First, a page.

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Past Shows (2000-now)
Relatively Speaking
16-22 April 2001
Day & Night
By Jacobus Raj

The minute I walked into the theatre to watch Relatively Speaking, which was staged at the Actors Studio Bangsar by Gardner & Wife, I had to stop and catch my breath. The stage had really been very carefully constructed and the props were very well-designed. After the impressive first impression, I sat down and hoped that the entire production would be as good, if not better, than the set design.

The play, which was written by Alan Ayckbourn, was first opened in England in 1967. The plotline of the farce has been revamped and the situations changed to resemble present-day Malaysia but the plotlines remain that of Sir Alan.

The story demonstrates how lies can get out of hand and how one little white lie can lead to another which in turn lead to hilarious consequences in the end. The story opens in Ginny's (Sofia Jane) apartment in that haven of yuppies, Bangsar. She has a new man in her life, Greg (Nick Barnes), but the problem is, she has not gotten rid of the old one. Her previous love, Philip (Thakurdas Jethwani), is old enough to be her father and is married to Sheila (Anne James).

Fed-up of lying to Greg, Ginny decides to pay a visit to Philip to permanently end their relationship and retrieve some rather imprudent photographs of herself that she have given to him. On the morning of her visit, she tells Greg that she is actually going to visit her parents. He, in turn, has been asking awkward questions about the large amount of flowers that she has received and also the candy boxes wrapped nicely in the cupboard. She cooks up a story about friends and even the flower seller in Bangsar which Greg seems to take at face value.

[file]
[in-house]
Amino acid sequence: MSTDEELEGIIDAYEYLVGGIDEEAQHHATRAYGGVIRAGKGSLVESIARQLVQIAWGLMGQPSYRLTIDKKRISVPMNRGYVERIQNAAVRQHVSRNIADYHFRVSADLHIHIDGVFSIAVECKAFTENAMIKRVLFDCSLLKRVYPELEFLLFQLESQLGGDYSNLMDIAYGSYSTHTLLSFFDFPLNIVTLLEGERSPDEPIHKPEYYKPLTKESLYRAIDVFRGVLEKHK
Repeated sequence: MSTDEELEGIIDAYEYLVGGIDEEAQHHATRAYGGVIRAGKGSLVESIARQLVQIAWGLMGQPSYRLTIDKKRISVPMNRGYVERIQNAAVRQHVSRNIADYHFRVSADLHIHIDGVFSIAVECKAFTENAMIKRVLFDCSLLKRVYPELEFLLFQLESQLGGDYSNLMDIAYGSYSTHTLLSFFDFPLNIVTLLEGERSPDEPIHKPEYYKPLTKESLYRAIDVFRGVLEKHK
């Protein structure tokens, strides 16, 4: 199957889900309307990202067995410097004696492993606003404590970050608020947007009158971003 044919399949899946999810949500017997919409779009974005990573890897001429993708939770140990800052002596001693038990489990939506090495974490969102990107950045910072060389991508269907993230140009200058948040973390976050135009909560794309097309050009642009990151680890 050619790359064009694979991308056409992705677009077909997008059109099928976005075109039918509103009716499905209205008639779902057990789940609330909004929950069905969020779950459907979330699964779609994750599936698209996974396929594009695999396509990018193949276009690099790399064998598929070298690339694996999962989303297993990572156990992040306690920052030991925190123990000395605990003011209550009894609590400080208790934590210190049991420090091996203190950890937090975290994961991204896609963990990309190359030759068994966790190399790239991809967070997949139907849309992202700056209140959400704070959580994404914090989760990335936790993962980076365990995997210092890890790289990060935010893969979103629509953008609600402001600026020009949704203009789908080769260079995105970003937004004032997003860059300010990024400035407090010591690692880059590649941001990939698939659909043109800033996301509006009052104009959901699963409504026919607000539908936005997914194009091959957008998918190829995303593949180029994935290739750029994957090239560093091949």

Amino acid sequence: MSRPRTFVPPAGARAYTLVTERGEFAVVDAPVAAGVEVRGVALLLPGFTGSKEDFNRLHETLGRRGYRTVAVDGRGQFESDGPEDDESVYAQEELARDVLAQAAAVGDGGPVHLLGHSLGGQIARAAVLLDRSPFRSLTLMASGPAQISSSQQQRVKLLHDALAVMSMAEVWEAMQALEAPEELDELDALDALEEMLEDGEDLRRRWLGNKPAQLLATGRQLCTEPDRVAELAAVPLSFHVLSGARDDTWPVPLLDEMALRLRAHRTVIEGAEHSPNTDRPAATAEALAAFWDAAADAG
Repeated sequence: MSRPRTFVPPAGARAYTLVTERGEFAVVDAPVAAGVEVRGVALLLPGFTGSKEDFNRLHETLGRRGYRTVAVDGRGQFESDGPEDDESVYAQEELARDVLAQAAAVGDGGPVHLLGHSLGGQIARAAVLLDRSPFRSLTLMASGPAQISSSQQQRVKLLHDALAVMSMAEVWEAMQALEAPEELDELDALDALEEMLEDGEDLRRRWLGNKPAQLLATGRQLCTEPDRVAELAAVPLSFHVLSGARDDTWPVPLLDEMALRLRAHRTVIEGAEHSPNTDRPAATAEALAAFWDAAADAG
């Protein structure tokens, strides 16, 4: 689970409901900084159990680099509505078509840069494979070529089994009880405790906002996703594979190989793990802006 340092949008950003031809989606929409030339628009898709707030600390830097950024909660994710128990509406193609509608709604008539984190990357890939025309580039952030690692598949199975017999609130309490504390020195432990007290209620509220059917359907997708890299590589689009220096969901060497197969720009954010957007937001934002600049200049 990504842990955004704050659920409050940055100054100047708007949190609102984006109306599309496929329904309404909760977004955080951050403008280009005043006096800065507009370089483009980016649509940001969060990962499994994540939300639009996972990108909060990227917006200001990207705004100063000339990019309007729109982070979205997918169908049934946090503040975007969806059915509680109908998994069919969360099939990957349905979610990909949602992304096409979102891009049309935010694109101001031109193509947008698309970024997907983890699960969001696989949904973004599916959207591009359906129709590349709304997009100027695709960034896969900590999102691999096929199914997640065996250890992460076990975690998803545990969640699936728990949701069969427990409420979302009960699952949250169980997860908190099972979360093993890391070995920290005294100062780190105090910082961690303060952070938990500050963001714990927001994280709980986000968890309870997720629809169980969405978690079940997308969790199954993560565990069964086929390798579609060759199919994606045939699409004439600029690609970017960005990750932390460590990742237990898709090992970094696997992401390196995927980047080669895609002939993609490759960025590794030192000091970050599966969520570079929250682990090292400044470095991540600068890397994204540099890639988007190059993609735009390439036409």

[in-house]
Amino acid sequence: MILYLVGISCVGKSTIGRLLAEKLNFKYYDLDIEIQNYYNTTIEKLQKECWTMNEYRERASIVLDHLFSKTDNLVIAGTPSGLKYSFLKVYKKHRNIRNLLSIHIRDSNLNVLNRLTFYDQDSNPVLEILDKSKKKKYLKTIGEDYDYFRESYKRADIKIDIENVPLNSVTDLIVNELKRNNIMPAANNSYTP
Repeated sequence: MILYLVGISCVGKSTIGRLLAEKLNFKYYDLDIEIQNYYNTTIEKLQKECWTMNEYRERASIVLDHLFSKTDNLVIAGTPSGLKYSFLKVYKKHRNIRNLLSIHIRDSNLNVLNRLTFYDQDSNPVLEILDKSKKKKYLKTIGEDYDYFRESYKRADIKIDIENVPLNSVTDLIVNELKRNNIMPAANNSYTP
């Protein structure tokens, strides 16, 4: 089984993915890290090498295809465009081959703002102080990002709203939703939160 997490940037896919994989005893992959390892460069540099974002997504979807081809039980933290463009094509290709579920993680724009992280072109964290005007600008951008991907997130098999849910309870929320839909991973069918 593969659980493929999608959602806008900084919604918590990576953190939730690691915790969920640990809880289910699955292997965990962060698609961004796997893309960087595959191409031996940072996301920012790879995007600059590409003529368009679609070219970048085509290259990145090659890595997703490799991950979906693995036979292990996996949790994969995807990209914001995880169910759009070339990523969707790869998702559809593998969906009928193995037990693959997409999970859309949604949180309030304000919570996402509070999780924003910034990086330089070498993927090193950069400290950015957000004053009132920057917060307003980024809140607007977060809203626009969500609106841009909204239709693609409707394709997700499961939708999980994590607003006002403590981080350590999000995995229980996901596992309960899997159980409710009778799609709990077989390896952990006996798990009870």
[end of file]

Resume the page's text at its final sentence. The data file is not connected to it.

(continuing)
Greg then pops that all-important question and asks Ginny to marry him. She tells him she needs time to think and runs off to Kajang where her supposed parents live. Greg then gets a brainwave. Having seen a Kajang address in the SMS on Ginny's handphone, he decides to pre-empt her and takes a taxi all the way to Kajang to ask her father for his daughter's hand in marriage.

This leads to a whole jumble of misunderstandings because Philip, whom Ginny has actually gone to see, suspects his wife of having an affair. When Greg, the mat salleh, shows up and asks to marry someone, he automatically assumes he is talking about Sheila. Things come to a head and Philip refuses permission. Thinking he has offended Philip, Greg asks Sheila to intercede. This is when Ginny finally shows up.

The foursome settle down for lunch and it isn't long before everyone, except Greg, understands what is going on. Being a farcical comedy, everything does end well and Greg rides off into the sunset with Ginny in tow but the humour and the actions of the cast really got the audience laughing from quite early on in the show.

Nick Barnes was specially flown in from London to play the role of Greg and his acting was good. His experience clearly showed and he pulled off the role with flair. His deadpan expression, even while delivering some hilarious lines, rightly managed to portray the slightly bemused and naïve Greg. Thakurdas Jethwani as Philip was also an excellent choice. He managed to portray Philip quite perfectly as the slightly pompous man who dominates his wife and then wonders why he doesn't seem to love her anymore.

The two women in the play, Anne James and Sofia Jane, were also good, though Sofia's two years away from the stage did show but she managed to keep pace with the other actors well. Anne James as the mousy Sheila also seemed a very good choice. All in all, the acting did not leave much to be desired and it was obvious that the rest of the audience felt likewise, what with the laughter and applause that greeted each scene change.

The producers have indeed produced a worthy successor to their last effort into farce with the well-received Charley's Auntie! last year. Hopefully, this trend continues as the time is ripe for farce to become a standard of Malaysian theatre.